Trying my hand at digital journalism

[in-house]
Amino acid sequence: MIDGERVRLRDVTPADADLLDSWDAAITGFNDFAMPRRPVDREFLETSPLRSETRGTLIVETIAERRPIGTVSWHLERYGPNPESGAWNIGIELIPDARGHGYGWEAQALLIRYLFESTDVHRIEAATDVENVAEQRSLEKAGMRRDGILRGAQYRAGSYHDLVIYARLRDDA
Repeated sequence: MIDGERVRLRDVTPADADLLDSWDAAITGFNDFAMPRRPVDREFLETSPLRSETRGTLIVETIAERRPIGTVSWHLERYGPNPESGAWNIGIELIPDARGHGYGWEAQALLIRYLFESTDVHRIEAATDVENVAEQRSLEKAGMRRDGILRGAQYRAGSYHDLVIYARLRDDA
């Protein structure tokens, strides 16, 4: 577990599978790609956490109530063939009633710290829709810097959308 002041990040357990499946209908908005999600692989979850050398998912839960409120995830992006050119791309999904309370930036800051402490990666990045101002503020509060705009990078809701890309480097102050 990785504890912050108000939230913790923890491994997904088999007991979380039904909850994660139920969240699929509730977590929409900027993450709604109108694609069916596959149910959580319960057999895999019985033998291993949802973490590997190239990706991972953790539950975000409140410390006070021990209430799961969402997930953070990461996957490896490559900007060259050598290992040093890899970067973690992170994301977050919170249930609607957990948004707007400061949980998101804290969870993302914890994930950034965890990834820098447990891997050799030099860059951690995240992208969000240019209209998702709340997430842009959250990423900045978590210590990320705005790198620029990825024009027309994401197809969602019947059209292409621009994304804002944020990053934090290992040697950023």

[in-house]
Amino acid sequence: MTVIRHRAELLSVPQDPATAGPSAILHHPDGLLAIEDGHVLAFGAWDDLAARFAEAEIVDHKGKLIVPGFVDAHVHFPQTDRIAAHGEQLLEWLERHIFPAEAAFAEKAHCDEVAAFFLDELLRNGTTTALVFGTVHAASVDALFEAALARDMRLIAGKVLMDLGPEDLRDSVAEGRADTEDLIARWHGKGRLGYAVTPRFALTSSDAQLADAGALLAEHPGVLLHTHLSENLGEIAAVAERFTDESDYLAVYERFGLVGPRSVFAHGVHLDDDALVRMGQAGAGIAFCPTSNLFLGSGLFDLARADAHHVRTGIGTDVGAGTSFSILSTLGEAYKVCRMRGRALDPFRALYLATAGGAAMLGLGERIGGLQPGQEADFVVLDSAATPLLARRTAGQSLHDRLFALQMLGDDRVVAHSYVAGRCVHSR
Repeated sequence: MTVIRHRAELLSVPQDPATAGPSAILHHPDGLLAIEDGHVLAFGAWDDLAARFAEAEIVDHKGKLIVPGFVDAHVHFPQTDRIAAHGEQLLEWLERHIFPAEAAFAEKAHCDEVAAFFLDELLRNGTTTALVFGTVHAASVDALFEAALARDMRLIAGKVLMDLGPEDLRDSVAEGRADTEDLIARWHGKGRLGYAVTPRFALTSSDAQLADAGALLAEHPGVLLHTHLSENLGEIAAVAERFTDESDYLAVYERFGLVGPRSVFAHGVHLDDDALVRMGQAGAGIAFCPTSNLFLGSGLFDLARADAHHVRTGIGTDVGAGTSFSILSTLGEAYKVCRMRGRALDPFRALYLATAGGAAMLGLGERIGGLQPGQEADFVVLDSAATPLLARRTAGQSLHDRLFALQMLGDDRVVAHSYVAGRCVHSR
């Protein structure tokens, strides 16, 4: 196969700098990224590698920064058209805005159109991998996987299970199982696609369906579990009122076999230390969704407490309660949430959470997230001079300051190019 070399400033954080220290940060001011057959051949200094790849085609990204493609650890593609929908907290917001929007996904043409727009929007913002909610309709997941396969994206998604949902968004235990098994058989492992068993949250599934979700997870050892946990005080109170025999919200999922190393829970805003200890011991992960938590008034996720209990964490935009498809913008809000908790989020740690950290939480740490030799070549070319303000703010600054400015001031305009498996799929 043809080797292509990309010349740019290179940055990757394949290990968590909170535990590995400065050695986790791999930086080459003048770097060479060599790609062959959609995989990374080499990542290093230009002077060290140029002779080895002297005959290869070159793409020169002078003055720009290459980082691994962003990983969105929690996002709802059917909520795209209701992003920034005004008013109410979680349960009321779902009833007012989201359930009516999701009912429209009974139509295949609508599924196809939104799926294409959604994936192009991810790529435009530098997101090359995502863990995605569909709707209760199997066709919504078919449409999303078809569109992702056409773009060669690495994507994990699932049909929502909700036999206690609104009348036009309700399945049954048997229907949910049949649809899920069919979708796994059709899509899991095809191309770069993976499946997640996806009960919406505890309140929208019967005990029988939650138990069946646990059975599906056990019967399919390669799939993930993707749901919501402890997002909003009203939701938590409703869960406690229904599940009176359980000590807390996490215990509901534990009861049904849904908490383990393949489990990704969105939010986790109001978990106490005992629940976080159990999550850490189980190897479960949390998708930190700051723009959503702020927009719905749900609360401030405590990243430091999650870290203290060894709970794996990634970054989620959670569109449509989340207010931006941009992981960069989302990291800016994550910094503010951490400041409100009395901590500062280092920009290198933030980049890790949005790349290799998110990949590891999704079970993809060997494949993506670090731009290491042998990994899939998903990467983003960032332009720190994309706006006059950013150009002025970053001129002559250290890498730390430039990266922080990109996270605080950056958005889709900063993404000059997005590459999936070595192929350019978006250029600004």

I’m trying to recall life before the Internet. Or cell phones. Even what my days were like before Miley Cyrus.There’s always Billy Ray and his “Achey Breaky Heart” videos to jog my memory.Visions of country-western mullets are dancing in my head.Now the Internet is the world’s source for entertainment, job searching, even meeting a soul mate.Just think, the man or woman of your dreams – and sometimes nightmares – is just one click away from discovery. Like becoming famous by way of reality TV, some things in life should not be that easy.Seven words: “A Shot of Love With Tila Tequila” To many old-school journalists’ dismay, the Internet is also the hot spot for news, especially of the late-breaking variety. Never mind Mariah Carey and word of her surprise nuptials was the top search on the World Wide Web this week. I heard there was a cyclone that killed thousands of people, but I guess interest was just not there.There’s a fine line between being newsworthy and being a celebrity.When I started in journalism – and I’m really going to age myself here – news delivery was pretty much limited to print, TV and radio mediums. Back in the early ’90s, we still had dark rooms to publish photos as opposed to digital camera technology. The Internet existed, but it was not so mainstream.Believe it or not, there was life before YouTube. And Internet porn.Pornography – now nearly a trillion-dollar industry thanks to the Internet – was not as readily available as it is online, today. According to the nonprofit Internet safety group Enough Is Enough, there are 4.2 million pornographic websites, 420 million pornographic web pages, and 68 million daily pornographic search engine requests. And those statistics are from 2006. Imagine what can happen in two years.Adult movie mega-star Jenna Jameson must be thanking the Internet gods right now.Logging on isn’t all that bad, though. From tax preparation to taking online courses, the Internet has its perks. And when a major news event takes place, the Internet is usually the first place people go to find out the scoop.For journalists to dispute that fact would be like denying the impact of global warming.Or not believing Jenna Jameson’s autobiography actually spent six weeks on the New York Times Best Seller list.Let’s face it, sex sells.The title of “journalist” – which once called for a bachelor’s degree or a portfolio of published clips featuring a writer’s bylines – is changing. The Internet has given birth to “citizen journalists” and “21st-century digital journalists” whose voices are being heard loud and clear on countless blogs and websites. Unfortunately because of our dynamic, need-to-know society access often trumps accuracy.Whoever said, “Don’t believe everything you read” must have been a clairvoyant.Or maybe just a cynic.News sources, including print, must take the lead to ensure information – whether it’s breaking news or human-interest stories – is delivered in a timely and accurate fashion. That has to feature the Internet, no matter how much old-school news editors fight it.Luckily my editor is more on the progressive side.With an average of a half-million page visits per month, the Post Independent is working to improve its Internet presence. That’s where I come in.No, this doesn’t involve the previously discussed topic of Jenna.As an offshoot of this column, I’m producing a new feature on http://www.postindependent.com using digital technology to talk with people around town. Video camera in hand, I’ll be checking out cool spots, asking random people a lot of burning questions and hopefully adding a fresh component to news delivery that’s interactive for the community.Let’s put the “our” back in journalism, people.My first duty is to devise a name. I’d love suggestions, but let’s keep it nice if at all possible. My parents won’t be so proud if I studied journalism in college and spent all that money so I could use my degree for “April Walks the Streets” or “April Does Glenwood.”Not that I don’t secretly think those are very funny titles, Kendra.Sure, sex might sell on the New York Times Best Seller list. I’m no clairvoyant, but I’d rather see accuracy on the Internet instead of so much jaw-dropping access.Now that would make my old-school editors proud.April E. Clark wishes all the mothers in the world a happy Mother’s Day, especially a really sweet, super-cool one who lives in Indiana named Dian. She can be reached at firstname.lastname@example.org.
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